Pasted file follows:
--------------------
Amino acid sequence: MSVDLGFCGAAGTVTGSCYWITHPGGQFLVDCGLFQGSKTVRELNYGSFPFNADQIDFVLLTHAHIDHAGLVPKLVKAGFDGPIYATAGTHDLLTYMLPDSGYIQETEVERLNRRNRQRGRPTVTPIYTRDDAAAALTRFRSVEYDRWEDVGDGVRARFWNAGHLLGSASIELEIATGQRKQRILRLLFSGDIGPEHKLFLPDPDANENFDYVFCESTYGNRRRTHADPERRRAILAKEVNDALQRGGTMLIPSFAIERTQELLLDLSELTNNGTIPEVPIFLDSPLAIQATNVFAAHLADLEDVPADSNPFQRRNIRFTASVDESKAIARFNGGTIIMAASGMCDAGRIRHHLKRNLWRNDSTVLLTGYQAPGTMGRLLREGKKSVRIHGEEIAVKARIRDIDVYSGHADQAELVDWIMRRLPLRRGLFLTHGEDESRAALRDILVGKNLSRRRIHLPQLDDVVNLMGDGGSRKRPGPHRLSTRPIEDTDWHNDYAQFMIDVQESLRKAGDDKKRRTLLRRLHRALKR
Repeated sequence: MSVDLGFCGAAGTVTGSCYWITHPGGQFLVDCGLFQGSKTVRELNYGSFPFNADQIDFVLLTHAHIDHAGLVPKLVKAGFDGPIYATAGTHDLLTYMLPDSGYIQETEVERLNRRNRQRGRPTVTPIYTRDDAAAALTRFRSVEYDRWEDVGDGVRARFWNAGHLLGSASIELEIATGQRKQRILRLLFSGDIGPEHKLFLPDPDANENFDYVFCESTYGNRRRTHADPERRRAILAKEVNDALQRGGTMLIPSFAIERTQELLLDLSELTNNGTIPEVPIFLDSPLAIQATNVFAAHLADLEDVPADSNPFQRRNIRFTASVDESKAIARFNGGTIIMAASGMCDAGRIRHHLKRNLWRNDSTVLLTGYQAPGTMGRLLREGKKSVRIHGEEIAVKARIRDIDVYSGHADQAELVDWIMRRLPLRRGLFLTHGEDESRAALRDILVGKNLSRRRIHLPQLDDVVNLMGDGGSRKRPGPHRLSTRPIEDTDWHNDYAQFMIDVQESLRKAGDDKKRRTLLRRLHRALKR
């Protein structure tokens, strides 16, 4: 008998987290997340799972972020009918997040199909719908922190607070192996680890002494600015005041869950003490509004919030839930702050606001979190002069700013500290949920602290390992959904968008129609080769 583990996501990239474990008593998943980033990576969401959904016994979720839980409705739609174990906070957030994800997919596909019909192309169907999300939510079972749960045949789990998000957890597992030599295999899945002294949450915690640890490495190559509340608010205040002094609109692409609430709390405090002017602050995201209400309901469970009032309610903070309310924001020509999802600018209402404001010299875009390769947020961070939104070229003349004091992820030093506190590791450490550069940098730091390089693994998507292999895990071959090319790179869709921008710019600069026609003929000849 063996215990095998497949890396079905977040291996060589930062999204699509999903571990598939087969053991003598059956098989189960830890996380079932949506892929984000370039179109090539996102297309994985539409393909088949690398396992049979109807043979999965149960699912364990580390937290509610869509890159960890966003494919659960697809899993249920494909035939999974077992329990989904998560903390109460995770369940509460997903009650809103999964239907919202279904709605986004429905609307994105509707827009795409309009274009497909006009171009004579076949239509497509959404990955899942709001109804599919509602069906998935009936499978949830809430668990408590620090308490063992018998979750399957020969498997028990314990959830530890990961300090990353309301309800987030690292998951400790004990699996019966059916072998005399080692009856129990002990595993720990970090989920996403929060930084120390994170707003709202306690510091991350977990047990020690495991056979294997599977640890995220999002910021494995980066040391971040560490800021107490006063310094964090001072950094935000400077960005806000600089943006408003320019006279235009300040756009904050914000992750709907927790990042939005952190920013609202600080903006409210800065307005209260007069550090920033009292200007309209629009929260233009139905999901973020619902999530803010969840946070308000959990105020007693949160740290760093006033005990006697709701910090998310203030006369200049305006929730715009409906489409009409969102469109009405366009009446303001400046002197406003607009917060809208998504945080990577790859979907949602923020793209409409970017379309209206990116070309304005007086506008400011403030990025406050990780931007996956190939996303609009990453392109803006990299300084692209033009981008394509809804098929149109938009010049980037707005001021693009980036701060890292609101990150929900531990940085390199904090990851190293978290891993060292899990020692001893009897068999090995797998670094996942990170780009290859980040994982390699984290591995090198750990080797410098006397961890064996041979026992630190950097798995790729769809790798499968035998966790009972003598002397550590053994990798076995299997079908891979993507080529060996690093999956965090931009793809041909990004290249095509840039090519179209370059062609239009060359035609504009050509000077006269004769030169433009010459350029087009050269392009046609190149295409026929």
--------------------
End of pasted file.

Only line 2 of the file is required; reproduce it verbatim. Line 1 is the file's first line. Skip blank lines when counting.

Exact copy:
Repeated sequence: MSVDLGFCGAAGTVTGSCYWITHPGGQFLVDCGLFQGSKTVRELNYGSFPFNADQIDFVLLTHAHIDHAGLVPKLVKAGFDGPIYATAGTHDLLTYMLPDSGYIQETEVERLNRRNRQRGRPTVTPIYTRDDAAAALTRFRSVEYDRWEDVGDGVRARFWNAGHLLGSASIELEIATGQRKQRILRLLFSGDIGPEHKLFLPDPDANENFDYVFCESTYGNRRRTHADPERRRAILAKEVNDALQRGGTMLIPSFAIERTQELLLDLSELTNNGTIPEVPIFLDSPLAIQATNVFAAHLADLEDVPADSNPFQRRNIRFTASVDESKAIARFNGGTIIMAASGMCDAGRIRHHLKRNLWRNDSTVLLTGYQAPGTMGRLLREGKKSVRIHGEEIAVKARIRDIDVYSGHADQAELVDWIMRRLPLRRGLFLTHGEDESRAALRDILVGKNLSRRRIHLPQLDDVVNLMGDGGSRKRPGPHRLSTRPIEDTDWHNDYAQFMIDVQESLRKAGDDKKRRTLLRRLHRALKR